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  N15 ̊13’0.07” E145 ̊42’56.437
  N15 ̊13’5.288” E145 ̊43’1.227
  N15 ̊11’57.305” E145 ̊43’1.473

Japanese World War II Fortifications

“Honoring World War II sacrifices”

N15 ̊13’0.07’ E145 ̊42’56.437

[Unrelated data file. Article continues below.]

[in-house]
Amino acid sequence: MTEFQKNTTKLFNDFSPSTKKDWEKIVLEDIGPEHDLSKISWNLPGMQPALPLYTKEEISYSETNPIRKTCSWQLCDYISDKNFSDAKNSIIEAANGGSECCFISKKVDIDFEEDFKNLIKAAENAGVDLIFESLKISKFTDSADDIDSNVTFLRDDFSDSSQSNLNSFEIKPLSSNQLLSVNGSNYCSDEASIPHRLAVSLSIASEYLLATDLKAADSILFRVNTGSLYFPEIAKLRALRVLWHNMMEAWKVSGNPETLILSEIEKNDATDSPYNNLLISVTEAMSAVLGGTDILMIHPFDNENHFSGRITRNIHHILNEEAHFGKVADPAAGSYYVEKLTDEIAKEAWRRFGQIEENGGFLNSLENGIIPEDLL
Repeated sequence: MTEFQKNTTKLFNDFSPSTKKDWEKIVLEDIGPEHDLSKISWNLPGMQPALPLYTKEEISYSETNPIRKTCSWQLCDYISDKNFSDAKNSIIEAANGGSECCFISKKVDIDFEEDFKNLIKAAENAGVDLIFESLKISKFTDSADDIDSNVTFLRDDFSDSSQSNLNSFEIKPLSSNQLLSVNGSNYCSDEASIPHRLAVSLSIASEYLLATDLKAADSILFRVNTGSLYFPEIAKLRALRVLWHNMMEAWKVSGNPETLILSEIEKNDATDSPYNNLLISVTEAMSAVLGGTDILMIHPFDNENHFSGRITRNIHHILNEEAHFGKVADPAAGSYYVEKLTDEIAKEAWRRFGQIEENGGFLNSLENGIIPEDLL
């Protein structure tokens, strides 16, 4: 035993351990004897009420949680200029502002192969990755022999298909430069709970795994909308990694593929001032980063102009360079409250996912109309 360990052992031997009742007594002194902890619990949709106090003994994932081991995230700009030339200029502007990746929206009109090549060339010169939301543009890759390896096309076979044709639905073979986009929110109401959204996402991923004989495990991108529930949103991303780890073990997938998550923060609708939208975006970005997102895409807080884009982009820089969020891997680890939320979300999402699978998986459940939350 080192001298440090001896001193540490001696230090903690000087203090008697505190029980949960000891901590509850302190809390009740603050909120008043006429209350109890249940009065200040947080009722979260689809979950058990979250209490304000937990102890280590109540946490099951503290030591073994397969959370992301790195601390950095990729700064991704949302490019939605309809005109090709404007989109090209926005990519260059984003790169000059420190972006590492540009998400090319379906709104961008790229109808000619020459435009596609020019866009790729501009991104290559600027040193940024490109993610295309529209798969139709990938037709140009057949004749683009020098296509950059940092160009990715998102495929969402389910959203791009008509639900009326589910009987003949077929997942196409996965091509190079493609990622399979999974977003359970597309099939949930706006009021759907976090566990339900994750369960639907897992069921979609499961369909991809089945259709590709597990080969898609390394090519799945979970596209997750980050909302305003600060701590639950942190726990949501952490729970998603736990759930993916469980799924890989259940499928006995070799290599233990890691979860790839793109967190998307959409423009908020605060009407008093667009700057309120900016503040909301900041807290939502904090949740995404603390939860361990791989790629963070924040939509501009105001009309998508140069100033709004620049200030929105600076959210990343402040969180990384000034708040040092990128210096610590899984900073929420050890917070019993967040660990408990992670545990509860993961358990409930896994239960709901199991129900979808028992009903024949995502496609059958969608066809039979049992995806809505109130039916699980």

Scattered throughout the Garapan area are three Japanese defensive positions built to protect the island from a U.S. amphibious invasion during World War II. These three fortifications, (from north to south) include: a small, rock and concrete bunker built to house a machine gun located at the western end of American Memorial Park; a larger concrete blockhouse on the beach at the Hyatt Hotel which enclosed a 20 mm cannon; and a medium-sized bunker just to the south of the Garapan Dock which probably protected a heavy machine gun. Japanese defensive doctrine at the time of the Marianas Campaign called for the enemy to be defeated at the beaches and thrown back into the sea. Accordingly, priority was given to constructing coastal defenses rather than at inland locations. Most of the concrete fortifications were built by the Japanese in the last few months before the American invasion when construction materials were in short supply. Some fortifications lacked weapons at the time of the invasion. Following the loss of the Marianas, Japanese commanders switched to a defense “in-depth” which was employed during the battles of Peleliu, Iwo Jima, and Okinawa.